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I know this is a hard question to answer but approx how long does a chain and sprocket last on a 2009 - 650 V-Strom. I bought good quality parts and didn't cheap out and I am not hard on my bike at all. The gentleman that I bought the bike off of said he had changed the gears and chain around 25,000 kliks and when I changed it it had 45,000 klis so it lasted 20,000 kliks or 12,000 miles? Does that sound right?
That is low. I changed my chain and sprockets at 50,000km. V-Tom is the grand master of chain life here.
It totally depends on lubing, riding conditions, and how much of a throttle jockey you are.
I lubed regularly after riding while the chain was warm, before changing to an automatic chain oiler. 25-30,000 miles is not unusual.
With a new chain and sprockets you will usually find that one or two adjustments are required and the chain will settle for a long time, but then when regular stretching occurs later on its life is almost over.
One thing, the book states a chain slack of 20-30mm. Most here believe this to be too tight and prefer 30-40mm. A little loose is far better than a little tight.
 

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p.s. I know I am new here and to owning a V-strom but I have to ask....what is a "wee"and why do people call it that?
The original V-Strom is the 1000cc version, so when they adapted the bike for a 650 twin it gained the label Wee-Strom.
I remember smiling at the thought of putting a 650cc motor in a 1000cc bike as I had owned a DR650.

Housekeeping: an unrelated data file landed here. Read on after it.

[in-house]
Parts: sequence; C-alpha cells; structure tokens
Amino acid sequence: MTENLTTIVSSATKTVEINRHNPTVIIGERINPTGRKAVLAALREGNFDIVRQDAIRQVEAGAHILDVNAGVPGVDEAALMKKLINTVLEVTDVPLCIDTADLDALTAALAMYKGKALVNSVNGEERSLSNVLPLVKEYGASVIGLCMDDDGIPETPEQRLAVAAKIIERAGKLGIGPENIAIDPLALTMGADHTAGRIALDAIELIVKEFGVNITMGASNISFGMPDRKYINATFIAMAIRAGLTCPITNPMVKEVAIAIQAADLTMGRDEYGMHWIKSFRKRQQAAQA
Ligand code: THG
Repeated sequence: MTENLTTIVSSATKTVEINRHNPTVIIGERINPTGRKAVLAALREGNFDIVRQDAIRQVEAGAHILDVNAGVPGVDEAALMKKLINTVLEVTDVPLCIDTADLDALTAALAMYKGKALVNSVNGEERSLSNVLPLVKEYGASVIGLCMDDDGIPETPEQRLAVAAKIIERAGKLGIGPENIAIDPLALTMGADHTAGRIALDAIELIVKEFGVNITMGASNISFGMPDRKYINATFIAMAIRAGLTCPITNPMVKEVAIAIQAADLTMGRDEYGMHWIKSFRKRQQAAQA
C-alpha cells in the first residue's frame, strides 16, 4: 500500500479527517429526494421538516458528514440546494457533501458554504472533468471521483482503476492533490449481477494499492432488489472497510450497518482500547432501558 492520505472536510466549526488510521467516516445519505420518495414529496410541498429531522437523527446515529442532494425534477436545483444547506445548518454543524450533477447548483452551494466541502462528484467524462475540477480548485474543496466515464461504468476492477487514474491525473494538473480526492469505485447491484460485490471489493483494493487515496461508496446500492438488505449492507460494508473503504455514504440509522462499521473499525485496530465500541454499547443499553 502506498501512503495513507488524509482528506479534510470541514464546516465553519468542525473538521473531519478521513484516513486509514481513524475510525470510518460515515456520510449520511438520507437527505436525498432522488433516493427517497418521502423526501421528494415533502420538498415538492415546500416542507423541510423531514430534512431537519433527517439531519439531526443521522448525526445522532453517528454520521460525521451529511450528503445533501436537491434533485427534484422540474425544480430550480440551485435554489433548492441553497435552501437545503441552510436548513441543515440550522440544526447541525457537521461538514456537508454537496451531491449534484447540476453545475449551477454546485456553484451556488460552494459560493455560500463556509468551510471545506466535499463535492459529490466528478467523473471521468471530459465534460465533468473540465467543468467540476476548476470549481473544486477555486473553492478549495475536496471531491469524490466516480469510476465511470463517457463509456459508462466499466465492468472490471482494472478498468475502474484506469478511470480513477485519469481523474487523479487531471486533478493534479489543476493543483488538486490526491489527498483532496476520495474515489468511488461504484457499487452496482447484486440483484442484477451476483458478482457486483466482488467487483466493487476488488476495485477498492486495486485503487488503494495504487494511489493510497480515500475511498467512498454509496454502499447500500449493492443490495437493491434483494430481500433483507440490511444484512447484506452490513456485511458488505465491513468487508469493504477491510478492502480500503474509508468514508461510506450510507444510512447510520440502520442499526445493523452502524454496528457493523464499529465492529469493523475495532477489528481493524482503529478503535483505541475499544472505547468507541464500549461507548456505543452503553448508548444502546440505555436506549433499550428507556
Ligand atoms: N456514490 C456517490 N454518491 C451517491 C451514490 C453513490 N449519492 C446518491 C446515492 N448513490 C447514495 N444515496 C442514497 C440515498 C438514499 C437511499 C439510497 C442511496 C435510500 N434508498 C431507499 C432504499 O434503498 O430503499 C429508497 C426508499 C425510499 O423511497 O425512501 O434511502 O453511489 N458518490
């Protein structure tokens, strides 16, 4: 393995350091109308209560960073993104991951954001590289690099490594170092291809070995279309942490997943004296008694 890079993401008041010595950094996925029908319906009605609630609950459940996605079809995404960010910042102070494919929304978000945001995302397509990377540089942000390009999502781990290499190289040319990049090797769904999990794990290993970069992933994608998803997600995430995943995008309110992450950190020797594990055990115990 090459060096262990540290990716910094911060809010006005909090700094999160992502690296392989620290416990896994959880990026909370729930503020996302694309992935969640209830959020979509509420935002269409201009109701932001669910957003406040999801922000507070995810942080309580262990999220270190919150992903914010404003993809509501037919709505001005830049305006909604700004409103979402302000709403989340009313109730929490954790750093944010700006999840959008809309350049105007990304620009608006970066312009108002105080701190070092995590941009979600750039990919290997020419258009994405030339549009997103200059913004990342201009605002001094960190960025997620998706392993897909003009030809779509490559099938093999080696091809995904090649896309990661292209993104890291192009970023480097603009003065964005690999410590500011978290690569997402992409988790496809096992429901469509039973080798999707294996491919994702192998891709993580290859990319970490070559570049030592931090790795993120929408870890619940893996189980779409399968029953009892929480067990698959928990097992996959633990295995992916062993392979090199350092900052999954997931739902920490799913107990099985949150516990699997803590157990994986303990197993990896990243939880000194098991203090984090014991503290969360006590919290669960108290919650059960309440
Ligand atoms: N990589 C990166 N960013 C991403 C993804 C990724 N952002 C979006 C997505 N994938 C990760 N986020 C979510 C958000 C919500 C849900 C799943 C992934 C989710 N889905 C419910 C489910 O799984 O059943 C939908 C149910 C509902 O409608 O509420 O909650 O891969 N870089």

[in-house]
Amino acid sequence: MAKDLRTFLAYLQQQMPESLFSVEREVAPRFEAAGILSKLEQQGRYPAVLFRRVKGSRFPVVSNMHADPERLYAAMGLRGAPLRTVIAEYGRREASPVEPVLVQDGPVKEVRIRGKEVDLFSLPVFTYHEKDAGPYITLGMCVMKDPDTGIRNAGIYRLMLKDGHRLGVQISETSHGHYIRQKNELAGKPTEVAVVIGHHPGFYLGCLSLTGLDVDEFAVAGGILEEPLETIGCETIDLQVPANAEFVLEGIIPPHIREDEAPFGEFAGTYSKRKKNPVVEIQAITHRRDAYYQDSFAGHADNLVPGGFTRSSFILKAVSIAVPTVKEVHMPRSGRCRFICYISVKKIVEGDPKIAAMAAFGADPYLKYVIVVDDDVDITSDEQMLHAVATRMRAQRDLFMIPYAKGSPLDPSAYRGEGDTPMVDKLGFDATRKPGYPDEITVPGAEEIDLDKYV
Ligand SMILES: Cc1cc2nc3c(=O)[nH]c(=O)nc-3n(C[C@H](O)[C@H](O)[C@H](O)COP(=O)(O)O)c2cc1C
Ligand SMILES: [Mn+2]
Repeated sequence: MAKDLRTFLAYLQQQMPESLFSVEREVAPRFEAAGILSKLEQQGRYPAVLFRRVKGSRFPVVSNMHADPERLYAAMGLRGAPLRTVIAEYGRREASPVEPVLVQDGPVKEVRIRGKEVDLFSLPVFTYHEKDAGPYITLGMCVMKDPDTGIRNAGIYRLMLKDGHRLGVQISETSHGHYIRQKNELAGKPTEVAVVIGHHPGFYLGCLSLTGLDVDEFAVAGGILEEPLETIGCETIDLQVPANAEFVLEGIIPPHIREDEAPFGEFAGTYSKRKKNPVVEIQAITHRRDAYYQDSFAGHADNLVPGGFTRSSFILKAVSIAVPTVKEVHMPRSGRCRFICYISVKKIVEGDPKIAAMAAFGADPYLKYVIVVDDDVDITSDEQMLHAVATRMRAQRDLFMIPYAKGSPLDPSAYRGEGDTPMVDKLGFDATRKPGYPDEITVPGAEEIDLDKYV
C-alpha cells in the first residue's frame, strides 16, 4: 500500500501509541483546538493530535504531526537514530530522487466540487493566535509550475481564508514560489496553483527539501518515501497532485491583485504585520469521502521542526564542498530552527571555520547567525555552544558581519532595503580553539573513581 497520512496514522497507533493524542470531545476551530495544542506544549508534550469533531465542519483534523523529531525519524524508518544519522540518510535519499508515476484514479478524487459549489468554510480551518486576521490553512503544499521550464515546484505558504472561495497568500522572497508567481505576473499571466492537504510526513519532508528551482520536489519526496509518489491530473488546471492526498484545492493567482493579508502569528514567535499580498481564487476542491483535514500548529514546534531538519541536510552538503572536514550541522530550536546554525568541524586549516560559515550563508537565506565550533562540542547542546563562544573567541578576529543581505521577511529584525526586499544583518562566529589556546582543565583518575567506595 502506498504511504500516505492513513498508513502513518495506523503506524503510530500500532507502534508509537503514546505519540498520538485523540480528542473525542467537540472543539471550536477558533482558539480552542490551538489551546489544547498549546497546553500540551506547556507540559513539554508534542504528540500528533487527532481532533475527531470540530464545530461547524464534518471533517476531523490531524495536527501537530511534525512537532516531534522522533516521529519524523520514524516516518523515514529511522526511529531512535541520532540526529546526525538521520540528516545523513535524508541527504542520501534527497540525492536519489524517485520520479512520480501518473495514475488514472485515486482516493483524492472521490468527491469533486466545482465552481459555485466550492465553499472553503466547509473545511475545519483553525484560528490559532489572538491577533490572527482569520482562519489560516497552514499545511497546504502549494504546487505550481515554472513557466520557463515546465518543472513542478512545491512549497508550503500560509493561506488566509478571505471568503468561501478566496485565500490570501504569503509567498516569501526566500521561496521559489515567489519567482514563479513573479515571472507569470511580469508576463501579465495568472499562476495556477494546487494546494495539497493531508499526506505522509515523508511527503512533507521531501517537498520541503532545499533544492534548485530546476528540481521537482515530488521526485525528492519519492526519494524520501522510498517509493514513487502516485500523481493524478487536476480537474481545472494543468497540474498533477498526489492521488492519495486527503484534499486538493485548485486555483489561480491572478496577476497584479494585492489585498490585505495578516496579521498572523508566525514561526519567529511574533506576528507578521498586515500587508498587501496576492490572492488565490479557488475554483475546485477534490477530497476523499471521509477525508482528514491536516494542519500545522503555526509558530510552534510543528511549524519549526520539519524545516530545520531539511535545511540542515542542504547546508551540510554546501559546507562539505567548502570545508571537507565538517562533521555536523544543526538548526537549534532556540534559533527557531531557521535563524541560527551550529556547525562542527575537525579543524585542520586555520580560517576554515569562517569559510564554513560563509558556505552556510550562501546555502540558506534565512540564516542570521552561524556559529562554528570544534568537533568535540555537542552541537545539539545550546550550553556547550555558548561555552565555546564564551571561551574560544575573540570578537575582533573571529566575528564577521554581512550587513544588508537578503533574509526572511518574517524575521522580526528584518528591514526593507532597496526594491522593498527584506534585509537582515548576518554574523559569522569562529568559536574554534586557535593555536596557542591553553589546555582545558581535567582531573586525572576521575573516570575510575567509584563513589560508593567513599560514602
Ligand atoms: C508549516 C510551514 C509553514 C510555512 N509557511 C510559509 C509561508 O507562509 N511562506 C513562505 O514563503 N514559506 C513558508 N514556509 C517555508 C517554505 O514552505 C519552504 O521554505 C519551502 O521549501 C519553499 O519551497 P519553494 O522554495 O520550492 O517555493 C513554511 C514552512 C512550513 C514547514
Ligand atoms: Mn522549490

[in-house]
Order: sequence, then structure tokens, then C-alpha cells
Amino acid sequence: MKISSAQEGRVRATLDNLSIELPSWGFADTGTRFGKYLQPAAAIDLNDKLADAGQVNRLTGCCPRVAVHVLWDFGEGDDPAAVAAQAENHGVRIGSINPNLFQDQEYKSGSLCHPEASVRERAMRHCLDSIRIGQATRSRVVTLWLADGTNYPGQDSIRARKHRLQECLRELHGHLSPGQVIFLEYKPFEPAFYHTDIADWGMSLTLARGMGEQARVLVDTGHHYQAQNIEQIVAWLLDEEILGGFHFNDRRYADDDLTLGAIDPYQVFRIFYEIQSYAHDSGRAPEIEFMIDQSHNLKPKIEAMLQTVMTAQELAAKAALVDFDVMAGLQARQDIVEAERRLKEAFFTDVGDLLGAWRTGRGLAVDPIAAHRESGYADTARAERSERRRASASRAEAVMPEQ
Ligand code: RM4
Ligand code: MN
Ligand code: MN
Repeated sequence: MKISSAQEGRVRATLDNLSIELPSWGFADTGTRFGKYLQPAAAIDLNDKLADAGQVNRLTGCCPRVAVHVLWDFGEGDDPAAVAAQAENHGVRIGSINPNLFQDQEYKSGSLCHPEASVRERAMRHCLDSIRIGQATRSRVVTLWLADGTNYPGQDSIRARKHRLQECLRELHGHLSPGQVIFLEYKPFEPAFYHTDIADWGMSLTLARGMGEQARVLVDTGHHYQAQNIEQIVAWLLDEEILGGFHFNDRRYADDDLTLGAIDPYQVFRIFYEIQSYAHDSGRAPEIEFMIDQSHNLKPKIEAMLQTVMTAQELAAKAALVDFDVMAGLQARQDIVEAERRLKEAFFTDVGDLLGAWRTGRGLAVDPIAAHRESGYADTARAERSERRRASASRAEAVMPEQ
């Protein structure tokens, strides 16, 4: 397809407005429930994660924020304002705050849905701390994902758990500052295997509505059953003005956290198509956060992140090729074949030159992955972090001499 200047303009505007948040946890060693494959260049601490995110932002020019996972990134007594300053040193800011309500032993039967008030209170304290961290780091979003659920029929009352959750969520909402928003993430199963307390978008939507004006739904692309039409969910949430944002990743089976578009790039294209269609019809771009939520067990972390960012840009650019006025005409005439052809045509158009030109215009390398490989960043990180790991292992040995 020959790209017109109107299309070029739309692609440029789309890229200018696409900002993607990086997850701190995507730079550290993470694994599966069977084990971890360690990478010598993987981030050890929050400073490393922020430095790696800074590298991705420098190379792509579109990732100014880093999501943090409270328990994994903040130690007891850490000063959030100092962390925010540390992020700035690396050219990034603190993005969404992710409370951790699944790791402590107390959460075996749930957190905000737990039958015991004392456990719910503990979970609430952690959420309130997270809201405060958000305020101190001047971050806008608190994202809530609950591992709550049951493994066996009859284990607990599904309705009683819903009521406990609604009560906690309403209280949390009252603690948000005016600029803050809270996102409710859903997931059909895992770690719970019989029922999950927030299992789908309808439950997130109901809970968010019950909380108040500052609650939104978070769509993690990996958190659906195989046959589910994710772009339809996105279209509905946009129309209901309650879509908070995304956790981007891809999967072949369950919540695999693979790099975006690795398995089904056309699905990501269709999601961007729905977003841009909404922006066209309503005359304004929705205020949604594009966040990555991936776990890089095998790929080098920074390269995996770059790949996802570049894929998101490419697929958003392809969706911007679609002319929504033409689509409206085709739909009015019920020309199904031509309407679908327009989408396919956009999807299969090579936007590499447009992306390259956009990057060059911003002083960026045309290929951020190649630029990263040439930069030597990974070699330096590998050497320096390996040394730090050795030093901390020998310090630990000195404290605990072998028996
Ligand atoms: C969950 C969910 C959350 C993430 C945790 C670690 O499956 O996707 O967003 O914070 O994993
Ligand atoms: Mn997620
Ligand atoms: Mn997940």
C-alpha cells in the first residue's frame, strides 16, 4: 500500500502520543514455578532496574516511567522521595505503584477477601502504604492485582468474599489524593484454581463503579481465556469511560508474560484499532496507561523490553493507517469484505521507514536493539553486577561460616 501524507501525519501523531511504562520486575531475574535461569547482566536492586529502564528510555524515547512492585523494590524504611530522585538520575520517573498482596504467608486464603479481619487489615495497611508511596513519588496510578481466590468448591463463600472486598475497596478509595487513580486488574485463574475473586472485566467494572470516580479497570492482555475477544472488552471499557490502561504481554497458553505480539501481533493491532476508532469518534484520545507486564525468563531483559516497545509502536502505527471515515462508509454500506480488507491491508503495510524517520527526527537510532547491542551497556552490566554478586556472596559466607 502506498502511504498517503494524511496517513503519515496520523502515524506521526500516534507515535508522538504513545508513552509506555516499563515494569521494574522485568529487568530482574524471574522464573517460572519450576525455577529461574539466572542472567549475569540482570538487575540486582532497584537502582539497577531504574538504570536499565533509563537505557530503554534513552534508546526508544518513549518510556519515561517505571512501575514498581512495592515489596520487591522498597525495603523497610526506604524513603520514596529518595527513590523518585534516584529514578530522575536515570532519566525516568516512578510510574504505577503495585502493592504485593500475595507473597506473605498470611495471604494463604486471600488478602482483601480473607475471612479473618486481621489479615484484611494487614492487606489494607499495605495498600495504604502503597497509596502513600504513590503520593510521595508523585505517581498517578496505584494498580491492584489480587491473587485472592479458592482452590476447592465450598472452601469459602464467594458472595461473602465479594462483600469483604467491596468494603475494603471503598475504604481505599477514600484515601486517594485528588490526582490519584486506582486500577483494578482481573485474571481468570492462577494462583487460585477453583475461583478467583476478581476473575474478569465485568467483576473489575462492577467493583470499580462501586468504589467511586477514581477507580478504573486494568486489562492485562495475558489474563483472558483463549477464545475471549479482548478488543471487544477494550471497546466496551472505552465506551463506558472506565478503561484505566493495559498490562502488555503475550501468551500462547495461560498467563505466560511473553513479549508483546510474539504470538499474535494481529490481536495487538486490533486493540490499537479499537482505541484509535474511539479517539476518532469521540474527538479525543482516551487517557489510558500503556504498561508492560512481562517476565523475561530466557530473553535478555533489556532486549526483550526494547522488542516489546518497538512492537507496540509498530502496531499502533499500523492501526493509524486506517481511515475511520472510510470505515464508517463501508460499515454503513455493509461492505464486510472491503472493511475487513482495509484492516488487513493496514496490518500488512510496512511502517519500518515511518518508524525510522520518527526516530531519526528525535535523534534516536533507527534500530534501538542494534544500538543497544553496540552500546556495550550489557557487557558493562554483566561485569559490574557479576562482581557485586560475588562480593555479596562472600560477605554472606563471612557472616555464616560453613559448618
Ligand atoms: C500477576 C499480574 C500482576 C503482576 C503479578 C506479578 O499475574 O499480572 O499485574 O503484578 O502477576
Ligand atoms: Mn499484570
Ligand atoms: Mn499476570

However I found them to be chalk and cheese.
 

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Ohhhh I get it ...so now I own a "wee strom" instead of a V-strom?" Thanks for clearing that craziness up Brockie:)
You own a V-Strom DL650

Legend has it that when the DL650 was announced a Scottish fellow said something to the effect of " that's a nice wee Strom". And so the name "Wee" was adopted by many.

..Tom
 

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lol... now you are just making this stuff up Tom....lol
If it's made up it's not by me!

It makes sense though since Stroms were designed in Europe by Suzuki Germany. When they did the launch of the 650 there would be a lot of journalists from Europe including Scottish ones.

..Tom
 

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On my 2012 650 I have run 15, 16, 17 tooth front-stock rear. I have NO idea what a bike pulling to redline in top gear has to do with perfect gearing. I have a couple rather powerful vehicles that won't come close to going faster in top gear than a lower gear.
What is not brought up in motorcycle conversation is the aerodynamic factor. They are bricks so wanting to run 140 mph isn't happening on these anyway.
I kept a fuel mileage record. There may, or may not have been, a few tenths of one mile per US gallon improvement in fuel mileage with the 16 and 17 t front sprockets. Certainly did not lower fuel economy, or raise it according to my records. You just cannot prove the difference due to weather and road conditions. I only ran the 17 for maybe 1000 miles for instance.
If you actually ride off pavement a lot then the 15 ( or 14 for true hardcore dirt roads and paths ) is the way to go. For pavement, even just backroads, I would never go back to a 15 t over the 16t. Bike just works better, and the speedometer is almost perfectly accurate with the gps with a 16t. The ONLY negative would be the initial take off from a stop, there is a bit more clutch feathering. No, I am quite sure my clutch is not getting undue wear....
The 16 makes the gears feel like they fit the engine better once moving. It accelerates just as fast as before. Yes it does...as I may still be in 2nd gear while a 15t rider is already in 3rd and I have a rear wheel torque advantage there.